The crime of being positive
In the late fall of 1988, state lawmakers and representatives from major insurance and pharmaceutical companies were hard at work addressing the looming AIDS crisis for the American Legislative Exchange Council, a conservative-leaning think tank that produces state-based business-friendly model legislation.
The efforts of ALEC’s AIDS policy working group were published that year in a 169-page book containing 13 HIV-specific legislative recommendations. Some of those model laws would, after becoming real state laws, go on to effectively criminalize the behavior of people living with HIV and perpetuate a lasting stigma against HIV-positive people. Today, a majority of states have laws on the books that criminalize HIV exposure regardless of whether the virus was transmitted or there was an intention to infect another person with HIV.
ALEC was not alone in trying to find legislative solutions to the HIV epidemic, though its combination of lawmakers and industry insiders was unique. In the late 1980s, federal and state officials across the country were convening special commissions and task forces to address the crisis. These groups — many of which worked in tandem — collectively helped create laws to regulate the conduct of those living with HIV.
The American Independent has reviewed transcripts and reports from some of these task forces in an effort to shed light on the history of HIV-criminalization laws, something that to this day is not widely understood. What these documents demonstrate is that lawmakers and policy experts were responding to an overwhelming fear in America that HIV would impact the broader American population. Underlying many of these legislative actions was a growing fear and perception that HIV-positive people were maliciously, intentionally infecting others.Nearly two-and-a-half decades later, there is more knowledge about how to treat HIV, as well as increasing evidence that HIV-criminalization laws deter disclosure and may prevent those infected from receiving effective treatment. Now, some of the people involved in creating these laws say they were an overreaction motivated by fear and ignorance and should be revisited.
Corporate-backed response to the AIDS crisis
ALEC’s National Working Group on State AIDS Policy marked the first time the organization had used its power gathering of corporate and legislative interests to address a single issue.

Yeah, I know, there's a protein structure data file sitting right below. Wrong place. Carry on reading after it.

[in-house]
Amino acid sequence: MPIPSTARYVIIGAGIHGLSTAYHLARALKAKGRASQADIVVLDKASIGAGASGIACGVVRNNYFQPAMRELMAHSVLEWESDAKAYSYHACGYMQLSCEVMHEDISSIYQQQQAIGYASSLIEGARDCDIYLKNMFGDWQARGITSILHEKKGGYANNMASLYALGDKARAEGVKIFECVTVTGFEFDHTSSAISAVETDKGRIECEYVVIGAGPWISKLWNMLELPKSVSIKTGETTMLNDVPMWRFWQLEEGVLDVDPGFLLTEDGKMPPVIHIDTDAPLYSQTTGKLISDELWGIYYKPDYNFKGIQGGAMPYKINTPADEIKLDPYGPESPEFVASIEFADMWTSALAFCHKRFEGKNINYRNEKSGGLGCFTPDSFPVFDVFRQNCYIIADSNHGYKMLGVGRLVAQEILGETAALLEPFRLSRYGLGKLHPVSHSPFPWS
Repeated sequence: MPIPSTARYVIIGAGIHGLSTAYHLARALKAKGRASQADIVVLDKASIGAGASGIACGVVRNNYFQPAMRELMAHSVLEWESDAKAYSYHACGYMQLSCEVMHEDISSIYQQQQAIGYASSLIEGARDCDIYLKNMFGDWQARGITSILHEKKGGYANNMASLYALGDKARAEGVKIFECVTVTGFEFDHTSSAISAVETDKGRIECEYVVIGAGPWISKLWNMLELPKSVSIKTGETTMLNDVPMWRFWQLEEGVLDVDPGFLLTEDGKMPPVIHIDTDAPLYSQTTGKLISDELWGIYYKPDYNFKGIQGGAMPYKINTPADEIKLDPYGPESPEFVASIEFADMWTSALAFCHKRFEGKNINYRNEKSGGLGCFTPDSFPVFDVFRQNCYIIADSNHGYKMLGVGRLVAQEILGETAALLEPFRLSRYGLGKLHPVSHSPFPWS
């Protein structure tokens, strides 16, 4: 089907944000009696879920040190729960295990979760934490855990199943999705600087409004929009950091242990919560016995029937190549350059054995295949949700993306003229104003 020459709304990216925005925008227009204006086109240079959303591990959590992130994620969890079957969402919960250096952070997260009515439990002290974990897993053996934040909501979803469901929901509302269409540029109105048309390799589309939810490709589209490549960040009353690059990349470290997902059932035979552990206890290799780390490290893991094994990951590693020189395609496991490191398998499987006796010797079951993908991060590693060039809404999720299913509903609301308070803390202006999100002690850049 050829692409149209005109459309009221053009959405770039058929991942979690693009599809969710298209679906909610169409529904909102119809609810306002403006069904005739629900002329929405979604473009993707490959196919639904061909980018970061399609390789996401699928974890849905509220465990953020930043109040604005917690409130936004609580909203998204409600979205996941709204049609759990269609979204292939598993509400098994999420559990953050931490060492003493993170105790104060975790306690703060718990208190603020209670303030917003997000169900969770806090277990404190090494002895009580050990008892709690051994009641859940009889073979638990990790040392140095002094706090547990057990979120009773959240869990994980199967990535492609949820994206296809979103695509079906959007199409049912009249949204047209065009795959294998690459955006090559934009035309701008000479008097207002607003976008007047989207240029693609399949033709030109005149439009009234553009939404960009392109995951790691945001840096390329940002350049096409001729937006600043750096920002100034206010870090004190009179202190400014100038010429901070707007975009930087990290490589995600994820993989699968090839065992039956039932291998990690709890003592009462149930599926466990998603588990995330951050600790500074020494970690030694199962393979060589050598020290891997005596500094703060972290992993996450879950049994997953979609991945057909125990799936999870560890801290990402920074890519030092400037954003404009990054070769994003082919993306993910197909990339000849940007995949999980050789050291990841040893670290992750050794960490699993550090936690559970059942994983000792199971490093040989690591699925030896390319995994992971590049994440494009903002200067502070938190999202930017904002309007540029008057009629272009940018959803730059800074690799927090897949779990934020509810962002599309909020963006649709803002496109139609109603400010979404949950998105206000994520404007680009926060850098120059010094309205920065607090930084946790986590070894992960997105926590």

“Every half hour in America someone dies of AIDS!” wrote ALEC’s then-executive director (and former Denver Bronco) Samuel Brunelli and Florida state representative Frank Messersmith, then ALEC’s chairman, in 1989 in their introductory letter published in the AIDS working group’s final report. “Yet, despite this terrible toll, we have been unable to implement a coherent public health strategy for dealing with this modern plague. Instead, we have allowed political special interests to paralyze the legislative process and block effective public health measures. This politicization of the public health process is exacting a deadly price.”
One of the pieces of model legislation drafted by the working group was the HIV Assault Act. This model bill created a felony charge if a person knew he or she was infected with HIV while engaging in “intimate contact” with another person (exposing one’s bodily fluids to another in a way that could transmit HIV); donating blood, organs, or tissues; or sharing intravenous or intramuscular injection equipment.
Other proposed laws included mandatory reporting of identified persons living with HIV, provisions to quarantine persons with HIV, mandatory HIV testing for insurance coverage, and isolation of HIV-positive prisoners (the latter has been overturned by a federal court in Alabama and repealed in Mississippi but remains on the books in South Carolina). The proposed legislation creating testing and partner-notification programs included provisions for governments to access names-based lists of people infected with HIV. The names-based reporting law was justified, in part, as a tool to identify persons to prosecute under the HIV Assault Act.A person could be charged under the HIV Assault Act regardless of whether or not he or she infected or intended to infect another with HIV. Additionally, under the law, the burden is on the defendant to prove that the person exposed to HIV consented to whatever action is the focus of the charge while knowing about the defendant’s HIV infection.